Supreme Court rejects appeal over Redondo Beach day laborer law
The U.S. Supreme Court turned down a Southern California city's appeal seeking reinstatement of its ordinance that prevented day laborers from gathering on busy street corners and soliciting work from passing drivers.
The Redondo Beach ordinance allowed police to arrest men who were seen motioning to passing motorists and allegedly causing traffic problems.
Lawyers for the Mexican American Legal Defense and Education Fund in Los Angeles had sued the city on behalf of two groups of day laborers. In September, the U.S. 9th Circuit Court of Appeals struck down the ordinance on free-speech grounds.
Its judges, by a 9-2 vote, said the ordinance was too broad because it applied to all city streets and all pedestrians. The judges also noted the city had not set aside a spot where day laborers could congregate and seek work from interested residents. Chief Judge Alex Kozinski wrote a strong dissent.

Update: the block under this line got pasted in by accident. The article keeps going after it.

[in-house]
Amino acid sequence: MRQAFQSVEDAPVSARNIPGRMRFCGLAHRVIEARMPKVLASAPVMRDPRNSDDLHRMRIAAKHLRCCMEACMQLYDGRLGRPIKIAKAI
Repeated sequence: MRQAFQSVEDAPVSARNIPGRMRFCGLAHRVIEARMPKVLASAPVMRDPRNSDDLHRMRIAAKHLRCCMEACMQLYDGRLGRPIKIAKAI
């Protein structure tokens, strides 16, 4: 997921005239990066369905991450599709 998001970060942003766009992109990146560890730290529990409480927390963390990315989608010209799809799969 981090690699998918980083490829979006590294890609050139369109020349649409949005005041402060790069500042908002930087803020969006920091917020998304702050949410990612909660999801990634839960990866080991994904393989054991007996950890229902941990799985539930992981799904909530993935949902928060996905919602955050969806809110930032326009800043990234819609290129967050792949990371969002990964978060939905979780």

“Nothing in the First Amendment prevents government ensuring that sidewalks are reserved for walking rather than loitering,” he wrote.
Redondo Beach appealed to the high court in December, citing Kozinski's dissent.
Its lawyers argued that cities should have the authority to regulate persons who use its sidewalks and intersections to solicit passing motorists. But without comment, the high court turned down the appeal on Tuesday.
-- David Savage in Washington
Photo: Day laborers wait for work on a street corner in Redondo Beach in 2004. Credit: Spencer / For the Times